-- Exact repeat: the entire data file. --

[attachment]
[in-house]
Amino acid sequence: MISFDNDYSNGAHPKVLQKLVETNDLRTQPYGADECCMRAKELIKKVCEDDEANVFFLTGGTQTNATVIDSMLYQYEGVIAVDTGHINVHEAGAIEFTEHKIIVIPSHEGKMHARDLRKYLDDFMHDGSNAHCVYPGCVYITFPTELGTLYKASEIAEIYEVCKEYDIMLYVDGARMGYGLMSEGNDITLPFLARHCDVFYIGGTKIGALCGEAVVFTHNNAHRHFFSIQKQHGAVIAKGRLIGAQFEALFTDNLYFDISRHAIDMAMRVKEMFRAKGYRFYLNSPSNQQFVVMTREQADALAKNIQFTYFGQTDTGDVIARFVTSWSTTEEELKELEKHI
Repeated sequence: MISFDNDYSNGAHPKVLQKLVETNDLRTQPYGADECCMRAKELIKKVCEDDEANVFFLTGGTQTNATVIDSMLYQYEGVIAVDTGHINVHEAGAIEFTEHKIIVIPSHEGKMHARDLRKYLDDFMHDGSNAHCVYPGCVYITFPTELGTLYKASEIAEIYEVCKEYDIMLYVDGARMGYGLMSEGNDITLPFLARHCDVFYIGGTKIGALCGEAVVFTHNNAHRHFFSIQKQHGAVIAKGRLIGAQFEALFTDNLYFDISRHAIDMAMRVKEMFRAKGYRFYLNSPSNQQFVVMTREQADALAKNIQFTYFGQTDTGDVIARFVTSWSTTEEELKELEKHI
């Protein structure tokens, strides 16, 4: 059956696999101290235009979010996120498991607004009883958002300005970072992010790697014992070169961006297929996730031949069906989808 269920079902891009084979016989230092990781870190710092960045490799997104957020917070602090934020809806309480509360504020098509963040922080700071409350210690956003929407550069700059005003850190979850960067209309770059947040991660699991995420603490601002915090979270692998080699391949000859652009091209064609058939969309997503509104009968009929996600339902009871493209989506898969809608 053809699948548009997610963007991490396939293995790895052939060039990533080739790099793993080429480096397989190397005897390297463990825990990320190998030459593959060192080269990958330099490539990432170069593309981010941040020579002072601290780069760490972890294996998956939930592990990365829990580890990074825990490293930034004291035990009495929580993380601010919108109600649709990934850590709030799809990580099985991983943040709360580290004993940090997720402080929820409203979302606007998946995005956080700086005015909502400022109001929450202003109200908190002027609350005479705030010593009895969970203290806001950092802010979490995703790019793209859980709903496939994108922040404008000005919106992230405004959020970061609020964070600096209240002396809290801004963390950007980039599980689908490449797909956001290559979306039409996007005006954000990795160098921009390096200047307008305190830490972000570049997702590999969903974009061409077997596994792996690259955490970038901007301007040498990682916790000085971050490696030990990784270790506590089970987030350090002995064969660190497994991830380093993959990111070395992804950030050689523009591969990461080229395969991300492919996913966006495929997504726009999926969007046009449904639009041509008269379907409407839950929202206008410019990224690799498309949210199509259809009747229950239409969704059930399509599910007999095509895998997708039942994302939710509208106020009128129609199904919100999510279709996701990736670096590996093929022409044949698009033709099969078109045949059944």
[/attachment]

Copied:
[in-house]
Amino acid sequence: MISFDNDYSNGAHPKVLQKLVETNDLRTQPYGADECCMRAKELIKKVCEDDEANVFFLTGGTQTNATVIDSMLYQYEGVIAVDTGHINVHEAGAIEFTEHKIIVIPSHEGKMHARDLRKYLDDFMHDGSNAHCVYPGCVYITFPTELGTLYKASEIAEIYEVCKEYDIMLYVDGARMGYGLMSEGNDITLPFLARHCDVFYIGGTKIGALCGEAVVFTHNNAHRHFFSIQKQHGAVIAKGRLIGAQFEALFTDNLYFDISRHAIDMAMRVKEMFRAKGYRFYLNSPSNQQFVVMTREQADALAKNIQFTYFGQTDTGDVIARFVTSWSTTEEELKELEKHI
Repeated sequence: MISFDNDYSNGAHPKVLQKLVETNDLRTQPYGADECCMRAKELIKKVCEDDEANVFFLTGGTQTNATVIDSMLYQYEGVIAVDTGHINVHEAGAIEFTEHKIIVIPSHEGKMHARDLRKYLDDFMHDGSNAHCVYPGCVYITFPTELGTLYKASEIAEIYEVCKEYDIMLYVDGARMGYGLMSEGNDITLPFLARHCDVFYIGGTKIGALCGEAVVFTHNNAHRHFFSIQKQHGAVIAKGRLIGAQFEALFTDNLYFDISRHAIDMAMRVKEMFRAKGYRFYLNSPSNQQFVVMTREQADALAKNIQFTYFGQTDTGDVIARFVTSWSTTEEELKELEKHI
């Protein structure tokens, strides 16, 4: 059956696999101290235009979010996120498991607004009883958002300005970072992010790697014992070169961006297929996730031949069906989808 269920079902891009084979016989230092990781870190710092960045490799997104957020917070602090934020809806309480509360504020098509963040922080700071409350210690956003929407550069700059005003850190979850960067209309770059947040991660699991995420603490601002915090979270692998080699391949000859652009091209064609058939969309997503509104009968009929996600339902009871493209989506898969809608 053809699948548009997610963007991490396939293995790895052939060039990533080739790099793993080429480096397989190397005897390297463990825990990320190998030459593959060192080269990958330099490539990432170069593309981010941040020579002072601290780069760490972890294996998956939930592990990365829990580890990074825990490293930034004291035990009495929580993380601010919108109600649709990934850590709030799809990580099985991983943040709360580290004993940090997720402080929820409203979302606007998946995005956080700086005015909502400022109001929450202003109200908190002027609350005479705030010593009895969970203290806001950092802010979490995703790019793209859980709903496939994108922040404008000005919106992230405004959020970061609020964070600096209240002396809290801004963390950007980039599980689908490449797909956001290559979306039409996007005006954000990795160098921009390096200047307008305190830490972000570049997702590999969903974009061409077997596994792996690259955490970038901007301007040498990682916790000085971050490696030990990784270790506590089970987030350090002995064969660190497994991830380093993959990111070395992804950030050689523009591969990461080229395969991300492919996913966006495929997504726009999926969007046009449904639009041509008269379907409407839950929202206008410019990224690799498309949210199509259809009747229950239409969704059930399509599910007999095509895998997708039942994302939710509208106020009128129609199904919100999510279709996701990736670096590996093929022409044949698009033709099969078109045949059944």